Mark 1:14-20. I Will Make of You Fishers of Men.

Our Gospel reading for the third Sunday in ordinary time comes from the first chapter of Mark. This reading picks up where the reading for the Second Sunday in Advent (Mark 1:1-8) left off.  Last week, we had an account from John’s Gospel of the call of Peter. This week, we have an abbreviated account of the calling of Peter & Andrew, and James & John.

Fishers of Men

The image of the disciples as fisherman is evident in all four Gospel accounts.  But Luke’s account of the call of Peter is slightly different than that in Matthew or Mark.  In the Lucan account, Jesus tells Peter to put our his net, and Peter doubts that the advice will work.  Then Peter does as Jesus asks, and Peter pulls in a large haul.  The fourth evangelist shifts this Lucan scene to the final chapter of John.  In John 21, Peter declares that he intends to go fishing, and the other disciples follow him. After a night with no luck, a man on the shore appears and tells them to put out their net, and they catch a great haul of fish. Only then do they realize that the man on the shore is Jesus.

"Fishers of Men," Adriaen Van de Venne, 1614. Rijksmusem, Amsterdam. Van de Venne's painting is a humorous comment on the competition for souls between Reformed and Catholic clergy in the Netherlands.

But it is only in the Gospels of Matthew and Mark that Jesus coins the term fishers of men  (ἁλιεῖς ἀνθρώπων – haleis anthropon).  The writers of Matthew and Mark tell us that Jesus expoits the imagery and symbolism of their careers.  Peter and Andrew are fishermen.  Jesus implicitly tells them, forget about the fish, I need disciples to assist me in my ministry.  

“Fishers of Men” in Mark and Matthew

Matthew the Evangelist is a crackerjack scholar of the Old Testament. He may have been a tax collector, but he was also a good Jew who studied the Tanakh and referred to it liberally in his own Gospel.  Anyone who has read this blog knows that I have been insisting that Mark’s Gospel is theologically dependent on Matthew.  In other words, Matthew wrote his Gospel first, and then Mark consulted with Peter as to the creation of a second Gospel based on Matthew’s.  If this is so, what is the Old Testament imagery that jumped out at Matthew?  If Matthew had heard the story from Peter or Jesus that Jesus said, come after me, and I will make you fishers of men, did this statement ring true in his very Jewish ears as fulfilling a prophecy?

The Parallel with the Prophet Ezekiel

The answer is, very possibly.  On the one hand, there are very few references to fishermen in the Old Testament. Yet fishermen figure in Ezekiel’s eschatological vision of the New Jerusalem. When Ezekiel describes his vision of the New Jerusalem, he tells us that fishermen will line the banks of the river that flows out from the Holy City.  Oh, and by the way, the Sea of Galilee (where the Apostles were called) empties into the River Jordan (from whence the Messiah is to come), which is the river that runs closest to the historic city of Jerusalem.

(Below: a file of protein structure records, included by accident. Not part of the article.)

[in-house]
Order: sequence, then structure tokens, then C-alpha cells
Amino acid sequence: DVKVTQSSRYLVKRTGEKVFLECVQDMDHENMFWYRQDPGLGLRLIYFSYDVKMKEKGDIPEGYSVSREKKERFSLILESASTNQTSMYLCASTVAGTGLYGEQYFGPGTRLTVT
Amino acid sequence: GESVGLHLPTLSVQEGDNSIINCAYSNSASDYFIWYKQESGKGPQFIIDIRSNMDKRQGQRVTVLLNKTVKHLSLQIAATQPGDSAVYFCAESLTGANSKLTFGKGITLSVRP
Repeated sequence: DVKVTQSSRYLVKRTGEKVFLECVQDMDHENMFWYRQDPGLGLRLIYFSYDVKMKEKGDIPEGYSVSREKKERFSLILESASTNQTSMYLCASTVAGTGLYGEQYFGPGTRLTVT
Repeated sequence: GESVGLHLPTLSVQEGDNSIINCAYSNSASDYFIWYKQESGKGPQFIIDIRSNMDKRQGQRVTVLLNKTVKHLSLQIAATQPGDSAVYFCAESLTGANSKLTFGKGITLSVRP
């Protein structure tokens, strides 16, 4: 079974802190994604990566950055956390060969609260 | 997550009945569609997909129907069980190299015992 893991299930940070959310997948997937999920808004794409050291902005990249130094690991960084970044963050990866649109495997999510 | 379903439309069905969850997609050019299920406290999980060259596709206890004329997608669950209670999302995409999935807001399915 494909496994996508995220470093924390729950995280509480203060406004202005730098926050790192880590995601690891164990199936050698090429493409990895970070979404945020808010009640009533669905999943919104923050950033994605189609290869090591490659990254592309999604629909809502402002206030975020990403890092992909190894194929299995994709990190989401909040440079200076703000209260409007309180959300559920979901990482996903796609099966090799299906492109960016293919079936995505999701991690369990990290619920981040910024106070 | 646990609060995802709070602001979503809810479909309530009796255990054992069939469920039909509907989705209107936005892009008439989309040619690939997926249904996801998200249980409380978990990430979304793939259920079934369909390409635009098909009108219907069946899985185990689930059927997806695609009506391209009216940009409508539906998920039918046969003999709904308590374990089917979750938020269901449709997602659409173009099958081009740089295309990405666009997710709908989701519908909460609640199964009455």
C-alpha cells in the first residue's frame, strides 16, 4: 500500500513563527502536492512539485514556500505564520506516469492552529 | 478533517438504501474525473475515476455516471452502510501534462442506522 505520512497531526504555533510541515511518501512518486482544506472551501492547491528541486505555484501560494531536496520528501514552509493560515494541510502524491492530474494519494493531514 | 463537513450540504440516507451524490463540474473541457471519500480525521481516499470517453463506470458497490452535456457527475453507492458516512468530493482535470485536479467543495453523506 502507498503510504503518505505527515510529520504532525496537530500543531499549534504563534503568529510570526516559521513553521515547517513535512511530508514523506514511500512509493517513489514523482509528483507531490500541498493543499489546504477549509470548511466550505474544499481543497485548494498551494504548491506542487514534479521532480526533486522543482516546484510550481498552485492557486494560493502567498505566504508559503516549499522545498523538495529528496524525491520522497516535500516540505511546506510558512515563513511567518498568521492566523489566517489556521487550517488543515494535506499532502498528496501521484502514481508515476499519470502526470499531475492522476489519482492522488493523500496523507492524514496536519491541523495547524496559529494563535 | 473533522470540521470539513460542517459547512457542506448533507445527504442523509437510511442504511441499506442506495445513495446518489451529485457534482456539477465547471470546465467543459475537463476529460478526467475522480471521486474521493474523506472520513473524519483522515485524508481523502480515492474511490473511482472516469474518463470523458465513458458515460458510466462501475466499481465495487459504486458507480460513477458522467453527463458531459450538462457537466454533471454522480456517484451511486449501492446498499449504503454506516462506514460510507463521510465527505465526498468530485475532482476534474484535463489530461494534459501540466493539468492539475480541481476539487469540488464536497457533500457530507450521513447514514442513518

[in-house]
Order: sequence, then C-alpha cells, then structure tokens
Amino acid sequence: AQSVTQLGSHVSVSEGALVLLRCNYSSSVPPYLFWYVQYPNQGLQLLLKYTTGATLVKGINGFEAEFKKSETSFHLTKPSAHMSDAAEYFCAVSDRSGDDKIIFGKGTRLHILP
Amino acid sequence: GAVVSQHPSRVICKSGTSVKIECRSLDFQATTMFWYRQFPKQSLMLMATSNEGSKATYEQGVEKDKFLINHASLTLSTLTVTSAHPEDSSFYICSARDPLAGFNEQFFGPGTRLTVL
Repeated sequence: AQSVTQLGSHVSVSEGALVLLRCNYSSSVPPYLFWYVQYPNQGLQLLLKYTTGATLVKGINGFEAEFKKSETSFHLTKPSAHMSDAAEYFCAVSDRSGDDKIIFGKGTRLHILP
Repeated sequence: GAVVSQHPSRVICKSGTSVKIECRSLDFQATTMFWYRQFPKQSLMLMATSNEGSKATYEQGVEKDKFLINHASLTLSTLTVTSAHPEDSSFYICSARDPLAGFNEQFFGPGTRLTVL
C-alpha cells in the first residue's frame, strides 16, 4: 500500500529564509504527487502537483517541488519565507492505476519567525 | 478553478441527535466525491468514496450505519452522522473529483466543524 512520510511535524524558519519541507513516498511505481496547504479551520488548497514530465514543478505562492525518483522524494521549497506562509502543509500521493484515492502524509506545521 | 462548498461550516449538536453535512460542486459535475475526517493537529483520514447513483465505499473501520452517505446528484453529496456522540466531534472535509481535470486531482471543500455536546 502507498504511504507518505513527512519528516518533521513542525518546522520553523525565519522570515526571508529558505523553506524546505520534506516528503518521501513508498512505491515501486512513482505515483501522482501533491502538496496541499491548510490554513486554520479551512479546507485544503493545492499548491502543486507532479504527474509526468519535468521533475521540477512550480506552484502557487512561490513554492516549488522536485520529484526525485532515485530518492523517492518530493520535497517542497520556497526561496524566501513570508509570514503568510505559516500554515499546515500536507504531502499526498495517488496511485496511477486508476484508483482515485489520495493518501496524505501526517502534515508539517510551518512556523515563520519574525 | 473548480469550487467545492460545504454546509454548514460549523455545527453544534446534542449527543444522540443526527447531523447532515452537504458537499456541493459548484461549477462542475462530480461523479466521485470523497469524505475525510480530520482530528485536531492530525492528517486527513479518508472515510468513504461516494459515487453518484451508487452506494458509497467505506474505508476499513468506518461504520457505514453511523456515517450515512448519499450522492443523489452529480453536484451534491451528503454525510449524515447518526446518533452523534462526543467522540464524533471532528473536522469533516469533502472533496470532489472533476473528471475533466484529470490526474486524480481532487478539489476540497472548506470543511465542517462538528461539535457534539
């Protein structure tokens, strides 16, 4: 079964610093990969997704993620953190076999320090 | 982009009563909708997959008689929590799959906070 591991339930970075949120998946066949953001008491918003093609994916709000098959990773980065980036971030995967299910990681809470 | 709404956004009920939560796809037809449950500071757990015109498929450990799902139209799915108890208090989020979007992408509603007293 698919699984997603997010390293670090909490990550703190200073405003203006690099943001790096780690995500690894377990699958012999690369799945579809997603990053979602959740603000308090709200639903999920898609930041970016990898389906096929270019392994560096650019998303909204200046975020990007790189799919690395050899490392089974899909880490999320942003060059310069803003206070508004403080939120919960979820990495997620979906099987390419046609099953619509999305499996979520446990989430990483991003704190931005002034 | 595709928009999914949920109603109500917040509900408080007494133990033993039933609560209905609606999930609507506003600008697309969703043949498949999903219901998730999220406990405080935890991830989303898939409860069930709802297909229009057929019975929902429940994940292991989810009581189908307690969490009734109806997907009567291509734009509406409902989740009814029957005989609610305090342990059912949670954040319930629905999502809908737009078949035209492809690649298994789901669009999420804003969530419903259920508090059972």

In Ezekiel 47:5-10, we are told that a stream of water that flows from the Temple in Jerusalem will eventually become a great river.  This river is a source of life, and those fisherman who fish these waters will prosper:

Again he measured a thousand (cubits), and it was a river that I could not pass through, for the water had risen; it was deep enough to swim in, a river that could not be passed through. And he said to me, “Son of man, have you seen this?” Then he led me back along the bank of the river. As I went back, I saw upon the bank of the river very many trees on the one side and on the other. And he said to me, “This water flows toward the eastern region and goes down into the Arabah; and when it enters the stagnant waters of the sea, the water will become fresh. 

And wherever the river goes every living creature which swarms will live, and there will be very many fish; for this water goes there, that the waters of the sea may become fresh; so everything will live where the river goes.  Fishermen will stand beside the sea; from En-ge’di to En-eg’laim it will be a place for the spreading of nets; its fish will be of very many kinds, like the fish of the Great Sea. 

In Matthew and Mark’s account of the call of the first Apostles, we can see that Jesus is saying, “yes you will be fishermen,” and “yes, you will be successful in your vocation,” and “yes, the source of your success will be the waters that flow from the side of the Temple.”

But the waters in which the Apostles are called to work are not the waters of the Sea of Galilee:

After John had been arrested,

Jesus came to Galilee proclaiming the gospel of God:
“This is the time of fulfillment.
The kingdom of God is at hand.
Repent, and believe in the gospel.”

As he passed by the Sea of Galilee,
he saw Simon and his brother Andrew casting their nets into the sea;
they were fishermen.
Jesus said to them,
“Come after me, and I will make you fishers of men.”
Then they abandoned their nets and followed him.
He walked along a little farther
and saw James, the son of Zebedee, and his brother John.
They too were in a boat mending their nets.
Then he called them.
So they left their father Zebedee in the boat
along with the hired men and followed him.

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